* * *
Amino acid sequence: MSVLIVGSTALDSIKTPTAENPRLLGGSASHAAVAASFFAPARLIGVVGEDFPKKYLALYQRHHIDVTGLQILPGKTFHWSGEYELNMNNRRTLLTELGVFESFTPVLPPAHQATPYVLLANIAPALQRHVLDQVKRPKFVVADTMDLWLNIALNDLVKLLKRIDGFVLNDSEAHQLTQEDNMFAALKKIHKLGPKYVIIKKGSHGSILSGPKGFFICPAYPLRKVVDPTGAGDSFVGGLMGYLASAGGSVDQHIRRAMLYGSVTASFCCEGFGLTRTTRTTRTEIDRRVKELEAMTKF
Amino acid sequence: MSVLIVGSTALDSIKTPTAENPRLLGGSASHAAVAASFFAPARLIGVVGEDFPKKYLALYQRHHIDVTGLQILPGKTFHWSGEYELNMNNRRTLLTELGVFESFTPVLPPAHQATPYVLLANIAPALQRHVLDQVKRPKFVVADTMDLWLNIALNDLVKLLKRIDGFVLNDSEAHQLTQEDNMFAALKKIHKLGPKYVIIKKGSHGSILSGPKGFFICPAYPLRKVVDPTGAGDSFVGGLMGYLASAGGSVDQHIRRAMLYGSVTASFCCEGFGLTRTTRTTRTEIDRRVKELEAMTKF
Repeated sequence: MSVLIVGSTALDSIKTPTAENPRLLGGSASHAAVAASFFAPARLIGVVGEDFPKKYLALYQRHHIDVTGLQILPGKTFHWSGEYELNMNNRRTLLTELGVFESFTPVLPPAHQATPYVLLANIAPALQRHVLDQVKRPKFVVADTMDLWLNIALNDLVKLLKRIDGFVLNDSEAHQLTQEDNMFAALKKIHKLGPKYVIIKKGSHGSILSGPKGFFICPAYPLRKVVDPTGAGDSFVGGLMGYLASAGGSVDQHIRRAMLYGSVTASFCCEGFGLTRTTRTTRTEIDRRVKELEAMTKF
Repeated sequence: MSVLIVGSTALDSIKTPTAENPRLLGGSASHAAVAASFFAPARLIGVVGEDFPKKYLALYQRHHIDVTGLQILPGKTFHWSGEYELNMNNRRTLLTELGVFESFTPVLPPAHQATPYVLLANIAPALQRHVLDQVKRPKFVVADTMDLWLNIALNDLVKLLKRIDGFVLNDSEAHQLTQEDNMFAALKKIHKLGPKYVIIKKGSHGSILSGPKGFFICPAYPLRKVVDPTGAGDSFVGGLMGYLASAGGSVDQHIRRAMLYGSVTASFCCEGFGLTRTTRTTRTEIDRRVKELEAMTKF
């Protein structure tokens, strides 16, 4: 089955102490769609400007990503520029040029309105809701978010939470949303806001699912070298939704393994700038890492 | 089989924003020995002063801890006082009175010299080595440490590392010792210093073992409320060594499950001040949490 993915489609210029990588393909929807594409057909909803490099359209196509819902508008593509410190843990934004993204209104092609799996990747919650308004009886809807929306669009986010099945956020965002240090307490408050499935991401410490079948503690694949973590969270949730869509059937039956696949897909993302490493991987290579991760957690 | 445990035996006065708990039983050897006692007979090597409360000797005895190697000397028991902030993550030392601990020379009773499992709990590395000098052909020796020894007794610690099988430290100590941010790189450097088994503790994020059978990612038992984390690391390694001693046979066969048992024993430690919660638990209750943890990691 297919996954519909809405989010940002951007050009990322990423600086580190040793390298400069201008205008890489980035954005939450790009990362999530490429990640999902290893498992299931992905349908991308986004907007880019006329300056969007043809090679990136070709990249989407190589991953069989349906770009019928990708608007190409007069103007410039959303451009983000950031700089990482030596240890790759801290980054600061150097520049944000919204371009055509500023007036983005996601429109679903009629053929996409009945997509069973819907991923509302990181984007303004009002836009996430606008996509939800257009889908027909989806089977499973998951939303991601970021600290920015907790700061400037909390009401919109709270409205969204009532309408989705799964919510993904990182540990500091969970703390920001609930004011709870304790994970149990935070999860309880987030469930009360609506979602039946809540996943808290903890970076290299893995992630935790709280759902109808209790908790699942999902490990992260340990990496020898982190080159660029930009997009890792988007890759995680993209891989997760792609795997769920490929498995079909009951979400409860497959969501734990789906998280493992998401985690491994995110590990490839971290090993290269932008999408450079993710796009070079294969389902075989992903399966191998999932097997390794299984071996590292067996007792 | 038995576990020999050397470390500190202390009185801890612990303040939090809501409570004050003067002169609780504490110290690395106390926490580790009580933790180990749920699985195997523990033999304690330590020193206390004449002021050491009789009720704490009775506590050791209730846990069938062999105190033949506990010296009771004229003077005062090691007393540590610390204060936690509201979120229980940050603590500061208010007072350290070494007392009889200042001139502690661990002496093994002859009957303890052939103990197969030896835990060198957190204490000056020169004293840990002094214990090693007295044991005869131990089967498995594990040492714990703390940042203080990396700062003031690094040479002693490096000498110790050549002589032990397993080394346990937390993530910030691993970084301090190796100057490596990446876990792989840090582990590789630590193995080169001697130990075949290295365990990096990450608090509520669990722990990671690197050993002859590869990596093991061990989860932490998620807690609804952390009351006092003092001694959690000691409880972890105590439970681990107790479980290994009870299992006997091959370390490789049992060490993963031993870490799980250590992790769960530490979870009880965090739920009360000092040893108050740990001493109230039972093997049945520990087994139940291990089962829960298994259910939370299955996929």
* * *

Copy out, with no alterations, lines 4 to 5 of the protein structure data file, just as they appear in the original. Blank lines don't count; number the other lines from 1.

Repeated sequence: MSVLIVGSTALDSIKTPTAENPRLLGGSASHAAVAASFFAPARLIGVVGEDFPKKYLALYQRHHIDVTGLQILPGKTFHWSGEYELNMNNRRTLLTELGVFESFTPVLPPAHQATPYVLLANIAPALQRHVLDQVKRPKFVVADTMDLWLNIALNDLVKLLKRIDGFVLNDSEAHQLTQEDNMFAALKKIHKLGPKYVIIKKGSHGSILSGPKGFFICPAYPLRKVVDPTGAGDSFVGGLMGYLASAGGSVDQHIRRAMLYGSVTASFCCEGFGLTRTTRTTRTEIDRRVKELEAMTKF
């Protein structure tokens, strides 16, 4: 089955102490769609400007990503520029040029309105809701978010939470949303806001699912070298939704393994700038890492 | 089989924003020995002063801890006082009175010299080595440490590392010792210093073992409320060594499950001040949490 993915489609210029990588393909929807594409057909909803490099359209196509819902508008593509410190843990934004993204209104092609799996990747919650308004009886809807929306669009986010099945956020965002240090307490408050499935991401410490079948503690694949973590969270949730869509059937039956696949897909993302490493991987290579991760957690 | 445990035996006065708990039983050897006692007979090597409360000797005895190697000397028991902030993550030392601990020379009773499992709990590395000098052909020796020894007794610690099988430290100590941010790189450097088994503790994020059978990612038992984390690391390694001693046979066969048992024993430690919660638990209750943890990691 297919996954519909809405989010940002951007050009990322990423600086580190040793390298400069201008205008890489980035954005939450790009990362999530490429990640999902290893498992299931992905349908991308986004907007880019006329300056969007043809090679990136070709990249989407190589991953069989349906770009019928990708608007190409007069103007410039959303451009983000950031700089990482030596240890790759801290980054600061150097520049944000919204371009055509500023007036983005996601429109679903009629053929996409009945997509069973819907991923509302990181984007303004009002836009996430606008996509939800257009889908027909989806089977499973998951939303991601970021600290920015907790700061400037909390009401919109709270409205969204009532309408989705799964919510993904990182540990500091969970703390920001609930004011709870304790994970149990935070999860309880987030469930009360609506979602039946809540996943808290903890970076290299893995992630935790709280759902109808209790908790699942999902490990992260340990990496020898982190080159660029930009997009890792988007890759995680993209891989997760792609795997769920490929498995079909009951979400409860497959969501734990789906998280493992998401985690491994995110590990490839971290090993290269932008999408450079993710796009070079294969389902075989992903399966191998999932097997390794299984071996590292067996007792 | 038995576990020999050397470390500190202390009185801890612990303040939090809501409570004050003067002169609780504490110290690395106390926490580790009580933790180990749920699985195997523990033999304690330590020193206390004449002021050491009789009720704490009775506590050791209730846990069938062999105190033949506990010296009771004229003077005062090691007393540590610390204060936690509201979120229980940050603590500061208010007072350290070494007392009889200042001139502690661990002496093994002859009957303890052939103990197969030896835990060198957190204490000056020169004293840990002094214990090693007295044991005869131990089967498995594990040492714990703390940042203080990396700062003031690094040479002693490096000498110790050549002589032990397993080394346990937390993530910030691993970084301090190796100057490596990446876990792989840090582990590789630590193995080169001697130990075949290295365990990096990450608090509520669990722990990671690197050993002859590869990596093991061990989860932490998620807690609804952390009351006092003092001694959690000691409880972890105590439970681990107790479980290994009870299992006997091959370390490789049992060490993963031993870490799980250590992790769960530490979870009880965090739920009360000092040893108050740990001493109230039972093997049945520990087994139940291990089962829960298994259910939370299955996929």